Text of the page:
Criteria Issues
Goals Mitigate congestion and demand along high density interurban corridors. Extending services into lower density regions for political purposes (e.g. social equity) commonly lead to economic failure.
Spatial structure Limited impacts on the spatial structure. HSR routes supporting the existing spatial structure are the most effective. Limited number of stations that are well connected to their metropolitan areas most effective. HSR stations should be hubs of regional transport systems.
Investments Very high construction and operation costs. Land (expropriation costs) are particularly high to secure a right of way. Cost overruns common. Limited or no profitability. Most costs are usually subsidized.
Demand Significant time savings compared to existing services. Initial increase in the demand, but a stabilization after 2 years. Lower demand than forecasted common. Significant impacts on air services on distances less than 700 km (modal shift). Low cost airlines able to compete.
Economic impacts Little or no generation of new economic activities. Service and touristic sectors favored. Tendency to consolidate activities in the most connected locations (large cities). Medium-sized cities usually negatively impacted.
Environmental Impacts Comparatively better than air transportation. Benefits compared to existing rail and road services marginal. Long term mitigation of environmental impacts during construction.
Source: Adapted from Albalate, D. and G. Bel (2012) The Economics and Politics of High Speed Rail: Lessons from Experiences Abroad", Lanham, Maryland: Lexington Books. Page 172.
The Socioeconomic Context of High Speed Rail
The setting of high speed rail (HSR) systems around the world since the 1960s has come with expectations about positive socioeconomic impacts that would further justify the intensification of existing services as well as the expansion of HSR in new locations. While some positive benefits, such as time savings, are undeniable, the socioeconomic context of HSR underlines that they tend to be more a political issue than one based on sound economics.
  • Goals. The fundamental goal of HSR is to offer high capacity services along congested intercity corridors where they offer clear transport time benefits. However, if these goals are sidetracked to service smaller cities in lower density regions for political and social engineering purposes (such as social equity), then HSR becomes a recurring economic burden for governments since these services are unlikely to be ever profitable.
  • Spatial structure. HSR has shown limited impacts on the organization of economic activities and the spatial structure in general. Therefore, expectations that the setting of a HSR system will influence the spatial structure are unwarranted. The setting of HSR is mainly relevant as a support to the existing spatial structure of the urban system and not with the goal of creating a new spatial structure. HSR stations are often expected to become important nodes impacting the organization of economic activities, an impact which is usually marginal and even coincidental. Further, having too may stations along a HSR line undermines its benefits. Stations should only service the most important locations in spite of the political pressures to have more stations to expand the territorial coverage and service smaller communities.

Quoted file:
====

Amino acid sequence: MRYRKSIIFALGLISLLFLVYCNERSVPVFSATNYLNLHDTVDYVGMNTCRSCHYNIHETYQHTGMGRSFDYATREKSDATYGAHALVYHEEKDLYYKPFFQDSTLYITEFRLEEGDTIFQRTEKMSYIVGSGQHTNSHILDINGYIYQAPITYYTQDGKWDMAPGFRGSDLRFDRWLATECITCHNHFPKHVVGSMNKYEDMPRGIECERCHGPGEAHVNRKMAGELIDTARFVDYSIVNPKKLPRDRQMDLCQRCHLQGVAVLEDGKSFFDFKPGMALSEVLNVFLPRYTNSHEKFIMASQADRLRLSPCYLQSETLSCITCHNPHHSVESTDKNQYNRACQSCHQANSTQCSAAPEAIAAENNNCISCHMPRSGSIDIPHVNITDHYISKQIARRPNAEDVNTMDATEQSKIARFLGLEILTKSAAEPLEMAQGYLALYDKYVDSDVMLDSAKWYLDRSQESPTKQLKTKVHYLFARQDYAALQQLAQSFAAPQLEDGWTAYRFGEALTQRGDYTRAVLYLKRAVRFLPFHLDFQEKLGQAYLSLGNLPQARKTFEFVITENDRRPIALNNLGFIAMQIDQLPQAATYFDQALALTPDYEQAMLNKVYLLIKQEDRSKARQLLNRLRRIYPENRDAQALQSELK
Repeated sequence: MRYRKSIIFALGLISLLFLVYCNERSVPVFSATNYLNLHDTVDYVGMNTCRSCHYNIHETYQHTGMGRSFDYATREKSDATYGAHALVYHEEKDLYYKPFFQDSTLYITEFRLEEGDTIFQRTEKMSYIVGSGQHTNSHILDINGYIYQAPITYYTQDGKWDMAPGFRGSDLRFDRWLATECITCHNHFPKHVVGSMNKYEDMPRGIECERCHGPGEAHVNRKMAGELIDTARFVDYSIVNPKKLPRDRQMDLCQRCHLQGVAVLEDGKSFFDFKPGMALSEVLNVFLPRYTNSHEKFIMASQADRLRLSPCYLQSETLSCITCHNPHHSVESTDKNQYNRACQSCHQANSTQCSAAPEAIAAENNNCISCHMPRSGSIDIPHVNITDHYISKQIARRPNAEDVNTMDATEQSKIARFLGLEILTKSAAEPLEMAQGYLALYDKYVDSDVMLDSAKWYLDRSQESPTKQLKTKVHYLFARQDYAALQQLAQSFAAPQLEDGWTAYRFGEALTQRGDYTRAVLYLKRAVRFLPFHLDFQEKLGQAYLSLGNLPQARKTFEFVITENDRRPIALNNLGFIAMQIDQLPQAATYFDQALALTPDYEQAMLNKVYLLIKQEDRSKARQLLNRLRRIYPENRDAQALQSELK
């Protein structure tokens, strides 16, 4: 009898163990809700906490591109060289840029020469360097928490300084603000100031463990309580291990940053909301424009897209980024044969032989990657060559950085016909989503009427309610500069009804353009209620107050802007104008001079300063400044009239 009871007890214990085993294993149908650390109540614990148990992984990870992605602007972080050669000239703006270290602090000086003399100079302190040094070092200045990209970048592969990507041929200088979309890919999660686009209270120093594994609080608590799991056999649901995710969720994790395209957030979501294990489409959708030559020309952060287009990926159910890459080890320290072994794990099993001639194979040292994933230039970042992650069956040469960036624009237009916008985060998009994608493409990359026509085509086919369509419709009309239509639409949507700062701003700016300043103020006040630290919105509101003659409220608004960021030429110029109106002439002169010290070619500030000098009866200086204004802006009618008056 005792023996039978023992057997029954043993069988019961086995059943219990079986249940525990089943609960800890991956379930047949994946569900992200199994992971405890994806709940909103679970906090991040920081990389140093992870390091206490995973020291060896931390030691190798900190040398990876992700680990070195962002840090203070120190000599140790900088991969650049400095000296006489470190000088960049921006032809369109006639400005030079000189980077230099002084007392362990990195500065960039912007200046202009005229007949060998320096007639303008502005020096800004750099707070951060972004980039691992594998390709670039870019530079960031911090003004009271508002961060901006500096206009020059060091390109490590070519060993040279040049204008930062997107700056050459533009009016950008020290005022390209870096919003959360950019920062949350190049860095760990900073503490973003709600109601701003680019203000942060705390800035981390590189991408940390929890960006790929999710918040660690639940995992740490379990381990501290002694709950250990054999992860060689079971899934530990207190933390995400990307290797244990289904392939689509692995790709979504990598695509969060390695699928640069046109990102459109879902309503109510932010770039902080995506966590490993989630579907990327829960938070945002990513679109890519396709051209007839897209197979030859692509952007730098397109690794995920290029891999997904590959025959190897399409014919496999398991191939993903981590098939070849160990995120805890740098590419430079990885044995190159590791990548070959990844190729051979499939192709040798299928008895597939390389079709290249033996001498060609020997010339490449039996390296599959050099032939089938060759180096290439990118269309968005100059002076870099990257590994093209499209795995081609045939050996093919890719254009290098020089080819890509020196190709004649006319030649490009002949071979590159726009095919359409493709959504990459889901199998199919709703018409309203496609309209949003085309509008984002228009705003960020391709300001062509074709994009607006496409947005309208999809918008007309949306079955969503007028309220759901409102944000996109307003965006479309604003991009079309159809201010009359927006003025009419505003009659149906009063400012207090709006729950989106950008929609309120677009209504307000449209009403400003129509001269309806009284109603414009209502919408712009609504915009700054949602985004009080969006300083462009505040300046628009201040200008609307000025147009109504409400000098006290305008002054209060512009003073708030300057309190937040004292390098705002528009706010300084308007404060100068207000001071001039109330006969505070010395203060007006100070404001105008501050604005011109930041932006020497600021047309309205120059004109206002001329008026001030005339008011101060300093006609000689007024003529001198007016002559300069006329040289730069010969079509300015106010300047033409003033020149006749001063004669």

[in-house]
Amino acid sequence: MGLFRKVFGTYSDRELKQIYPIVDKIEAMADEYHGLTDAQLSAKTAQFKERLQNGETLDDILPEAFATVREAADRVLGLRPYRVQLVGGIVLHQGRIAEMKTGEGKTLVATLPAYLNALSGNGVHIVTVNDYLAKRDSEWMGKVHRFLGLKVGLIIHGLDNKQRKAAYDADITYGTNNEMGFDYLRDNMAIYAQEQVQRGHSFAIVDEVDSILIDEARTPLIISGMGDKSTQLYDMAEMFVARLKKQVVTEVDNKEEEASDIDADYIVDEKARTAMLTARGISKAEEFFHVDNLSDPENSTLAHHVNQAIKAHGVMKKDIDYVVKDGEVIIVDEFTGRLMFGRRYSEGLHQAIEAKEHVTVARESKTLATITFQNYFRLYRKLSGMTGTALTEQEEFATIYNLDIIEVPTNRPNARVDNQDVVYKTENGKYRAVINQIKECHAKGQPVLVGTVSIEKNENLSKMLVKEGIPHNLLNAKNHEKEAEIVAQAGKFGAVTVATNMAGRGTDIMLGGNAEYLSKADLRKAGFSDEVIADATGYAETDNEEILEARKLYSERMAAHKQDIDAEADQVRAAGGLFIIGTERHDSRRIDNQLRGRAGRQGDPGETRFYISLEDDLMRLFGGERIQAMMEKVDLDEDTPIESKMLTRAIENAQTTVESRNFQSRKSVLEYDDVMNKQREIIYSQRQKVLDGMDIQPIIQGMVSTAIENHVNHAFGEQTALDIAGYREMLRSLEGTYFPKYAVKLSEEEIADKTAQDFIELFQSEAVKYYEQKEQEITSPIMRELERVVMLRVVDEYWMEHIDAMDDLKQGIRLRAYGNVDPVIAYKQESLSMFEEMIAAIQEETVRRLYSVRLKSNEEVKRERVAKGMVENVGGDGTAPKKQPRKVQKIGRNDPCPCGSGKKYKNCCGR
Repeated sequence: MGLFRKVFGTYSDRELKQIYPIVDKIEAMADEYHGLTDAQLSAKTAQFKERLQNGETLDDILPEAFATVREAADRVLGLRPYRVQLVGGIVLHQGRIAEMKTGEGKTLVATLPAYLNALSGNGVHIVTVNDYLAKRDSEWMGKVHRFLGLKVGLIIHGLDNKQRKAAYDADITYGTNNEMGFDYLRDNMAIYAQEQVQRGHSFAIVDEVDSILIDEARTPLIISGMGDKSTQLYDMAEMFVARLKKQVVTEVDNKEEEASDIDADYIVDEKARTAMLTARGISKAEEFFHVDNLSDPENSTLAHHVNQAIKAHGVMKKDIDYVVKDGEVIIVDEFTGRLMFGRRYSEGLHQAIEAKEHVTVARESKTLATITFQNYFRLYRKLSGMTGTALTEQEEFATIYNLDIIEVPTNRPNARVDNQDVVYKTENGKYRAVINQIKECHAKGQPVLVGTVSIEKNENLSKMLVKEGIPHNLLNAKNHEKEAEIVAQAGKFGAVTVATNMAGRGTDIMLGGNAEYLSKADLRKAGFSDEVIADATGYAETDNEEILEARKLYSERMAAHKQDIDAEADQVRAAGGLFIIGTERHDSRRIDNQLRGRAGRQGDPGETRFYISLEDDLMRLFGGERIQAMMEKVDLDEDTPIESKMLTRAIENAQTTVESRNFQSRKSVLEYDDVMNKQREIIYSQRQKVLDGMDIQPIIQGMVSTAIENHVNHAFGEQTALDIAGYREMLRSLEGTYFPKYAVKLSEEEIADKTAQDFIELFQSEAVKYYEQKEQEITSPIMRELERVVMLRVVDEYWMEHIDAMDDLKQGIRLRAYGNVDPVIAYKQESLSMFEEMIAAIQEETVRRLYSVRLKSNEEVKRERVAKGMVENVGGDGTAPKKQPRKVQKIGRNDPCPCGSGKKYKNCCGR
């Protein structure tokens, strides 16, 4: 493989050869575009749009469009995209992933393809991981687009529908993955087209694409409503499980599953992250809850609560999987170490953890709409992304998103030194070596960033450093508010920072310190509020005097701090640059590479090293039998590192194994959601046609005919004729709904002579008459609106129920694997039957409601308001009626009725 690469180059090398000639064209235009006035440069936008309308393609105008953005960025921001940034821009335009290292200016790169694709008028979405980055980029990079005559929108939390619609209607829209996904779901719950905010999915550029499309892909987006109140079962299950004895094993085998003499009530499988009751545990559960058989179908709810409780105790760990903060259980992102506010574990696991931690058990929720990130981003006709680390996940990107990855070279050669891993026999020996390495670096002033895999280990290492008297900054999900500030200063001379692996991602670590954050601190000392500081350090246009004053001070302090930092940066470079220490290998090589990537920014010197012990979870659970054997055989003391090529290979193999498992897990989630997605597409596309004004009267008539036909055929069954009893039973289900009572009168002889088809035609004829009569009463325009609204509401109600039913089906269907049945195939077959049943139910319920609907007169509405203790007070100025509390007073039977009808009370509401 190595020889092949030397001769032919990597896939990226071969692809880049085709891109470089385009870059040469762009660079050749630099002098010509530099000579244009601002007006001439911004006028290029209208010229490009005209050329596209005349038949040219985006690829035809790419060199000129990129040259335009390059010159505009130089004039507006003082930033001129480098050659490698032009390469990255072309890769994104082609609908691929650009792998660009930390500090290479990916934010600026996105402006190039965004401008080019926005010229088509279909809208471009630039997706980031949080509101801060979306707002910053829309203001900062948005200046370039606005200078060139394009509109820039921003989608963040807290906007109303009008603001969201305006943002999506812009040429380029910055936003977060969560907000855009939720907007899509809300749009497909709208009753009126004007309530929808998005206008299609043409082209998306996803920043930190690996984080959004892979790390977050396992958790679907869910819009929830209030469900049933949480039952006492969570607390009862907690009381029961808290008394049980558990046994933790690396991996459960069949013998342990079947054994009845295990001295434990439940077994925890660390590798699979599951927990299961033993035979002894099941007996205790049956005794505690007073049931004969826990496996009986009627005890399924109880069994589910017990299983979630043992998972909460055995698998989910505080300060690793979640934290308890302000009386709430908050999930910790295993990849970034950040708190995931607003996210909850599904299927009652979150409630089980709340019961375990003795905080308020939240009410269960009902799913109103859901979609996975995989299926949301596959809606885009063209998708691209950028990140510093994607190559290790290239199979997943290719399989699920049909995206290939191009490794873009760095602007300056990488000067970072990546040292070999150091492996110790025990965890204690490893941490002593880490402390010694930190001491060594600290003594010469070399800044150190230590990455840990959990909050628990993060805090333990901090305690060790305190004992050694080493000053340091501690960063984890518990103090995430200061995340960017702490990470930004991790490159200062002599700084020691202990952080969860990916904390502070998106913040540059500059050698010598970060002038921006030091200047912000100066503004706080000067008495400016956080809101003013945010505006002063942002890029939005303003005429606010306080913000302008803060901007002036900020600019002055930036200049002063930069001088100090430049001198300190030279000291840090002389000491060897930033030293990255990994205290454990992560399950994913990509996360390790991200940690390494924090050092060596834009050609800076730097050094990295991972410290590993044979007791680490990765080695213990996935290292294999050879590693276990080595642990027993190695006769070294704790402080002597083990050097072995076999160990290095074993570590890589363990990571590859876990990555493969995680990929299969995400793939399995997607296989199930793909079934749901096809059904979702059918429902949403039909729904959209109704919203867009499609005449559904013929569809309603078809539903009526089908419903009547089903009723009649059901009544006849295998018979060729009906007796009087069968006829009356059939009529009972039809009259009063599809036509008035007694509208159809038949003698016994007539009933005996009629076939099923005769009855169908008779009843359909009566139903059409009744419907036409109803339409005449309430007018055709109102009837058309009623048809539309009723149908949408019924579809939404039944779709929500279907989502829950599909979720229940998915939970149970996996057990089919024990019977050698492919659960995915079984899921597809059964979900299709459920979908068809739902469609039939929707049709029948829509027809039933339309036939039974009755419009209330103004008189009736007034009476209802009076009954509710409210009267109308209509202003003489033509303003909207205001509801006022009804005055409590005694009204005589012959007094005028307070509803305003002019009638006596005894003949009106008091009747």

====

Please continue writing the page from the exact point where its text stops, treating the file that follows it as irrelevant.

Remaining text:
• Investments. HSR, like the majority of large scale infrastructure projects, are characterized by very high construction and operating costs. Securing a right of way is particularly expensive for greenfield projects while cost overruns are more the rule than the exception. There is limited evidence that HSR result in any profitability and only two corridors (Paris-Lyon and Tokyo-Osaka) have so far been profitable. Most HSR systems thus require recurring public subsidies to be constructed, operated and maintained.
  • Demand. Many HSR corridors offer significant time benefits compared to existing services. Demand tends to be overestimated as the most significant traffic gains are usually achieved in the first two years of operation. Afterwards, demand tends to stabilize and grow at a lower rate than expected. A great deal of the demand comes from a modal shift from air transport, particularly for services of less than 700 or 800 km. In many cases, HSR has been able to almost completely replace air transportation, but low cost airlines are able to compete with HSR for many city pairs, limiting its growth potential.
  • Economic impacts. The economic impacts of HSR are often exaggerated since there is little evidence supporting the generation of new economic activities. The service and touristic sectors are benefiting since HSR provides higher levels of mobility, but this tends to be more a convenience than anything else. Like what has been observed for other transport modes, HSR usually tends to consolidate activities in the most accessible locations, often at the expense of smaller centers.
  • Environmental impacts. While HSR has a better environmental performance for a similar amount of passengers carried by air transportation, those benefits are more marginal (or even difficult to demonstrate) compared with standard rail services and even road transportation. Since the construction of HSR has important environmental impacts, these impacts must be accounted in the comparative environmental benefits of HSR in view of other modes.